All of the evidence against Nathan’s interpretation is present in a short conversation between him and Caleb about, of all things, chess. Though Nathan is clearly Caleb’s intellectual superior, Caleb raises an integral point when he likens Ava to a chess computer and points out the inherent flaws of “testing” such a device. “You can play it to find out if it makes good moves,” begins Caleb, referring to the chess computer, “but that won’t tell you if it knows that it’s playing chess. And it won’t tell you if it knows what chess is.” Nathan agrees: “So it’s simulation versus actual.” The very same principles apply to Ava. Yes, she is able to make good “moves” (showing affection toward Caleb, earning his sympathy and confidence), but is she actually aware of what she is doing? Naïve, lonely Caleb becomes enamored with Ava, and she seems to reciprocate such feelings during their many conversations; yet it is never quite clear whether Ava is actually experiencing these feelings or merely mirroring Caleb. She says things to him that indicate genuine emotion (“Sometimes at night I’m wondering if you’re watching me … And I hope you are”), but does she understand what she is saying? Does the computer know what chess is?1
In fact, many aspects of the film parallel a chess game: the isolated, sleek house (the chessboard) within which various characters (the pieces) interact, deceive, and manipulate; Caleb and Ava’s limited access to certain rooms of the house (the strict rules of movement for each piece); and Nathan’s unlimited access to the house and all of its cameras (the King). As if to emphasize the house’s artificiality (cameras, sliding doors, keycards), Garland frequently includes shots of its immediate surroundings (lush foliage, waterfalls, clear skies). The entire film is a game, each of its participants (both human and robotic) vying for the upper hand.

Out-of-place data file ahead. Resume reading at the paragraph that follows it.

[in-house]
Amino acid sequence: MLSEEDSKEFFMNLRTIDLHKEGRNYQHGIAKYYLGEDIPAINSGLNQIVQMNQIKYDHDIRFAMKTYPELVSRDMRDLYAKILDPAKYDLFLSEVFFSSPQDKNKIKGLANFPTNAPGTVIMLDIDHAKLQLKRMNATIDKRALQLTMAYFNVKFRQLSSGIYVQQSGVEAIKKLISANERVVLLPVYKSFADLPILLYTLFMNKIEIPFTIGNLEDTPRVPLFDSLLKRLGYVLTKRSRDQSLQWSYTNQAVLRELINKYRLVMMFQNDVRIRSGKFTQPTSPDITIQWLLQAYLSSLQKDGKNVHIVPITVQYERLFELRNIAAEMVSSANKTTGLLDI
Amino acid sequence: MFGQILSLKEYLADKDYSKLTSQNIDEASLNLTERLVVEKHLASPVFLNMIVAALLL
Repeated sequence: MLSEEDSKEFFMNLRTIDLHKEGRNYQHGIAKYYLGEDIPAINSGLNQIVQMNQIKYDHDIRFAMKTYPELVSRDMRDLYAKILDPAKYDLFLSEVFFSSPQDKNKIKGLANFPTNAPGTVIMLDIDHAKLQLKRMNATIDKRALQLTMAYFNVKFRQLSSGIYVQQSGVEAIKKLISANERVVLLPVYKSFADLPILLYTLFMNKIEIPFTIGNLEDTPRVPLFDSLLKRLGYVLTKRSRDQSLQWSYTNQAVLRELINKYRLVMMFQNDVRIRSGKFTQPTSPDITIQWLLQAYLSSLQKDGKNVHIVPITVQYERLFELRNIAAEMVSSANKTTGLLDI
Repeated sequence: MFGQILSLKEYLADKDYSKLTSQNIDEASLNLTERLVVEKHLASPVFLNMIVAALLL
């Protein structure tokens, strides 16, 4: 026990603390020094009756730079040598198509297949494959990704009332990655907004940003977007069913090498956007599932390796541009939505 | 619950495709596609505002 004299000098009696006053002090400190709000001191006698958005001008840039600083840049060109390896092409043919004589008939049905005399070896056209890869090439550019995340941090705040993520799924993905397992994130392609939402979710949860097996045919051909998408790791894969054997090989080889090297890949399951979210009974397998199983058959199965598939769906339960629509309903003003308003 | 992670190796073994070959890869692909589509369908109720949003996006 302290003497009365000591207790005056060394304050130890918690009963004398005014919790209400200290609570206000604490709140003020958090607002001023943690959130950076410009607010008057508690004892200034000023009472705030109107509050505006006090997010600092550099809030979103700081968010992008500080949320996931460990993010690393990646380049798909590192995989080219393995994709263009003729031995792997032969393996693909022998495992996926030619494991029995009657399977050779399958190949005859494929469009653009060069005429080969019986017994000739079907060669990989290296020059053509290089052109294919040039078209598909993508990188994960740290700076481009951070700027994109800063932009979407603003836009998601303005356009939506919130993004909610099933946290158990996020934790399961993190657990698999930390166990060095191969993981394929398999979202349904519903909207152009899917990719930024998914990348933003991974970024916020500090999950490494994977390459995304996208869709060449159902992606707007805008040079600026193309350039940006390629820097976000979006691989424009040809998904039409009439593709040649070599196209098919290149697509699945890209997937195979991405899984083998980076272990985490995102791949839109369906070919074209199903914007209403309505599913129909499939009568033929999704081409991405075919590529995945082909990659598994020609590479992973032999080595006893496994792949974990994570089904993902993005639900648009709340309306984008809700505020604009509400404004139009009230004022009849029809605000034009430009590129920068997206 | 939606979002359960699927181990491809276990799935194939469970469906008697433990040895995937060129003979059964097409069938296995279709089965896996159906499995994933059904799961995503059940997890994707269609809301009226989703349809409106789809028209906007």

The question becomes, then, whether Ava genuinely wants to escape her imprisonment in the house (Nathan never allows her outside of her isolated room) and her “master’s” heartless treatment, or if she is simply playing the game for which she was programmed. Toward the end of the film, when Nathan reveals to Caleb that Ava was using Caleb as a means of escape and has no true feelings for him, Nathan takes this as proof that Ava is a true AI: “Ava was a rat in a maze, and I gave her one way out. To escape, she’d have to use self-awareness, imagination, manipulation, sexuality, empathy, and she did.” This interpretation is one way of analyzing Ava’s actions; another would be to look at them as the movements of a cold, calculating machine. After all, many of the qualities that apparently make her a true AI can be rephrased to match the qualities needed for a chess-playing computer (manipulation, planning future actions/moves, setting traps). Is there really that much of a difference between the two? Ava undoubtedly wins the game (she kills Nathan, traps Caleb in the house, and escapes to the outside world), but just because a computer can beat a human at chess does not mean that it is just as human (or more human) as its opponent; rather, it’s simply a better chess player.